Question: How do you know your Thai guest used the toilet while they were showering?
Answer: Wet footprints on the toilet seat!
Huh?? I didn't get that one at all. I knew there were such things as squat toilets in some places, but I'd managed to go (no pun intended) the first handful of decades of my life without having to actually use - or even see - one. All that was about to change when I landed in the Land of Smiles on that first visit.
I'd needed to pee before getting off the plane at Don Muang International but the initial excitement of being in Thailand that first time distracted me enough to resist the urge until I'd reached my hotel, dropped my bags and stood a couple of minutes, awestruck, gazing at the night skyline of Bangkok from my 14th floor room. Then I acknowledged the by-then urgent need to pee and excused myself to go make use the hong nam, or "water room", leaving the friend who'd met me at the airport to poke around surroundings somewhat unfamiliar to him, too.
I was relieved in more ways than one after my bathroom stop, because I hadn't known what to expect when I first went in there. The anxiety came from my concern over the possibility of there being a squat instead of a sit-upon toilet, and I was most relieved to see a while porcelain "throne" when I flicked on the light.
Having done some research before making that first trip there I'd read about the hose spray guns invariably attached to the wall within easy reach of a seated occupant and that seemed like a logical thing, although I'd never used one myself before. It's used to clean yourself off instead of toilet tissue and is a learned skill in and of itself - trust me. That's another story for another day.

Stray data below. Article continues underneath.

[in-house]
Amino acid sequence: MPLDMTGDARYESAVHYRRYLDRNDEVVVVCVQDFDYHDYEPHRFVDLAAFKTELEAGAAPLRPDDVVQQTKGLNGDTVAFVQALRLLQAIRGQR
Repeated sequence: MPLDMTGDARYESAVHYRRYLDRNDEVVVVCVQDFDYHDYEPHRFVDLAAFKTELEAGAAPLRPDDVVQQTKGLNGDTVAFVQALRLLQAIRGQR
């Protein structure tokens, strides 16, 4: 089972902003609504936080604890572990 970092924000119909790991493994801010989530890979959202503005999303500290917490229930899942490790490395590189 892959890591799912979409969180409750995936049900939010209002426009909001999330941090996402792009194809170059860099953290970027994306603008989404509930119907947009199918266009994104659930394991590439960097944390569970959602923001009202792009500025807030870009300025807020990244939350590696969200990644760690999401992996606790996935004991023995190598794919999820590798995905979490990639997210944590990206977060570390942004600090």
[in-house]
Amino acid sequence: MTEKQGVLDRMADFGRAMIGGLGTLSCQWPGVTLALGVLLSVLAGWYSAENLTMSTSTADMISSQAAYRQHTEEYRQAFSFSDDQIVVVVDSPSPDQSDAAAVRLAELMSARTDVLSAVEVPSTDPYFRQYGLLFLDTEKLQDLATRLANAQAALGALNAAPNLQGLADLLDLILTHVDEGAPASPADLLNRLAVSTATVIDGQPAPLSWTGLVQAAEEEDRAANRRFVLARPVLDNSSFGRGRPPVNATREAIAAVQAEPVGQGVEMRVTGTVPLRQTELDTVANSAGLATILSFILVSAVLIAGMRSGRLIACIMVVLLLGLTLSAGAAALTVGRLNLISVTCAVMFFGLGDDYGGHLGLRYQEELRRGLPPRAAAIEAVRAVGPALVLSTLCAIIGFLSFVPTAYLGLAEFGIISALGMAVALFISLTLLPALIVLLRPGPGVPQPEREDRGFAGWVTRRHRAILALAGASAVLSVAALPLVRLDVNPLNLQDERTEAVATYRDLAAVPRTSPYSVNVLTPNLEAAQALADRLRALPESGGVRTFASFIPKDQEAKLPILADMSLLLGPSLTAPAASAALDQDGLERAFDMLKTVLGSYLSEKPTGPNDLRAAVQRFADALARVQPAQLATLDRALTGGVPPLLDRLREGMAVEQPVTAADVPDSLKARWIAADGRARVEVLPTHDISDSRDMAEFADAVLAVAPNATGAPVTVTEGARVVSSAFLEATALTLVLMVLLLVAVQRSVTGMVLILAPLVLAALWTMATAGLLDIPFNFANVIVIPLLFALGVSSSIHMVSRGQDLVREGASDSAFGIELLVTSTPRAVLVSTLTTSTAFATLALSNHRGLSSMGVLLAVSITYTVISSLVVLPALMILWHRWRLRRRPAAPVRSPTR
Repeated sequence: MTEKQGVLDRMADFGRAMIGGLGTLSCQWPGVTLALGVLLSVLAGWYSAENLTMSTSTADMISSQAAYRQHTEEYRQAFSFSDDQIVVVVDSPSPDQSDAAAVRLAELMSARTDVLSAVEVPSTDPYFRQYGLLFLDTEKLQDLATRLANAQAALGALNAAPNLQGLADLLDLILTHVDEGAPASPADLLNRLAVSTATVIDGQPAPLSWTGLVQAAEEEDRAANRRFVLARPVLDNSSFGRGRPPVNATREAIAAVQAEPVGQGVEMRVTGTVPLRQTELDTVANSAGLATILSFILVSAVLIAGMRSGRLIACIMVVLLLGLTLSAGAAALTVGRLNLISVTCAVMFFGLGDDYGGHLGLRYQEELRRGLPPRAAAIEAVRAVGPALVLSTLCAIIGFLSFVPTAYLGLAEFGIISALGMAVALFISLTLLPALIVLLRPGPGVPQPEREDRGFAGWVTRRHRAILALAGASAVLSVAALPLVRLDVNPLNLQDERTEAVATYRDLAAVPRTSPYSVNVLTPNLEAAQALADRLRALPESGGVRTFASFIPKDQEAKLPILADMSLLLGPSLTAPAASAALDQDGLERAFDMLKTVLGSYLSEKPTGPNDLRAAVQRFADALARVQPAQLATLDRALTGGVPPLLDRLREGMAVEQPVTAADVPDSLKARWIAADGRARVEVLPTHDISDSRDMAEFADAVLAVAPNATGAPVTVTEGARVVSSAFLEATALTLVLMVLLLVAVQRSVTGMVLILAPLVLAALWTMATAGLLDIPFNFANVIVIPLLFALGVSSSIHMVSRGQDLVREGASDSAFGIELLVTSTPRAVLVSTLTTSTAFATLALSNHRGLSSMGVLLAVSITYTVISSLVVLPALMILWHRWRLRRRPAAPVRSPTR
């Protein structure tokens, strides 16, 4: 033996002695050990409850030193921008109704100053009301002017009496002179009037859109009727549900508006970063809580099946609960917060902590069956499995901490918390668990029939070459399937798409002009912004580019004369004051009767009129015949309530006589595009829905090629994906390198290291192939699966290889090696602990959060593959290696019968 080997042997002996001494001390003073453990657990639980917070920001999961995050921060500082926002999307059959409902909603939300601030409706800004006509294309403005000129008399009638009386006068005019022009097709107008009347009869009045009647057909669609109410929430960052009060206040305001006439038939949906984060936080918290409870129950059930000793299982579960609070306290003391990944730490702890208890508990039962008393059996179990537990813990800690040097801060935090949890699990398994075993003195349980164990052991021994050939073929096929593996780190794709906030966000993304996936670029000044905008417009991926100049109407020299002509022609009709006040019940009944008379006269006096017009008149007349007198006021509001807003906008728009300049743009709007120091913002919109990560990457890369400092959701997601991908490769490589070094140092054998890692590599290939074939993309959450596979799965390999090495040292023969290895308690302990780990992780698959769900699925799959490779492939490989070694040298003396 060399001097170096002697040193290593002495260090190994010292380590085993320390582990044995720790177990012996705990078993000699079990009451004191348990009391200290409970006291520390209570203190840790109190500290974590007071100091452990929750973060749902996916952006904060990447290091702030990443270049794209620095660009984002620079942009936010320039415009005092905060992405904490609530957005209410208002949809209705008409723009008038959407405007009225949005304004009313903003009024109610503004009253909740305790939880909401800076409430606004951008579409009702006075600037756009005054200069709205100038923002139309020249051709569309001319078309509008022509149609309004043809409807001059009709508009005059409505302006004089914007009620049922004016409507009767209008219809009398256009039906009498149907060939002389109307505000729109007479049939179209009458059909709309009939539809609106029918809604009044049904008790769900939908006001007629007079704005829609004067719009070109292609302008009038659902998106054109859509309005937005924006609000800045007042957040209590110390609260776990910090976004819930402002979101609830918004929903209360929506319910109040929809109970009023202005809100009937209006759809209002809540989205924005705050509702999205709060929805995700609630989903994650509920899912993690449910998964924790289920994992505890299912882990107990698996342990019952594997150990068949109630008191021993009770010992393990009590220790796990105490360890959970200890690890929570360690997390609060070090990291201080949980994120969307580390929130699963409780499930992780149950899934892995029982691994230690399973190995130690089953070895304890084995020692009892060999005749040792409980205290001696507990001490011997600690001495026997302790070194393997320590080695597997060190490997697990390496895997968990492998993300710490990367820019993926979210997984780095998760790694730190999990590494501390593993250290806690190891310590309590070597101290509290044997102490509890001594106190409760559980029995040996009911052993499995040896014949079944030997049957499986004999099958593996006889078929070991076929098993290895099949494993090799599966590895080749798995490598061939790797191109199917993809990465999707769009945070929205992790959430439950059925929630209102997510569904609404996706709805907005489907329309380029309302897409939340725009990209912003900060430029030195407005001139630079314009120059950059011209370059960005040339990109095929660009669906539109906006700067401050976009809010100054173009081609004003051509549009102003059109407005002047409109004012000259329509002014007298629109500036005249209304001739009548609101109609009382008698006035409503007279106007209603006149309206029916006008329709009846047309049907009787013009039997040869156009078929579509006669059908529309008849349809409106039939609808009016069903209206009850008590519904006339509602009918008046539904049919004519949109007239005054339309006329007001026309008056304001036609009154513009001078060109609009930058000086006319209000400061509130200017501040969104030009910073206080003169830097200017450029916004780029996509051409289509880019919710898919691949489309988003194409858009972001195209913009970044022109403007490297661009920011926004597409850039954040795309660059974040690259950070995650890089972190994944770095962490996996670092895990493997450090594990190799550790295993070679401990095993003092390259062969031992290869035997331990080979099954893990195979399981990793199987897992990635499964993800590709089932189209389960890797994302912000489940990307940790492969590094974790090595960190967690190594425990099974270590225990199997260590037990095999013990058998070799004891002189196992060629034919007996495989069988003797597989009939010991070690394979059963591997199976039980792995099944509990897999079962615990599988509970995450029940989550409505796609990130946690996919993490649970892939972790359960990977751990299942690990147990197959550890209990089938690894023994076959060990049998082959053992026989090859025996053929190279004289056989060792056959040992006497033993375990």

"OK," I sense you thinking by now "so what's the bit about footprints?" It's simple: if you've been squatting over a traditional toilet all of your life (such as the one below, where you squat with one foot on either side of the floor-level fixture) it's second nature for you to squat on top of a sit-upon toilet fixture, and not only can they be slippery on the narrow edge of the porcelain bowl itself, the raise-and-lower seat you'd normally sit on isn't intended to bear the weight of someone standing, turning and squatting on it... hence the stickers like the header photo today that you'll see in some toilets.
I wasn't sure as I ever wanted to try something like the set-up above, so I avoided it as long as I could. Eventually Nature's call - with an urgency that wouldn't be ignored - forced me into facing my fears, but that, too, is another story for another day.
Soon after that first night I had occasion to make use of my hotel bathroom in the middle of the night. Not wanting to wake my friend who was snoring away in his own bed, I went in without turning on the light and - again - trying to be quiet, I sat down to urinate, and...
You guessed it. Wet footprints on the toilet seat.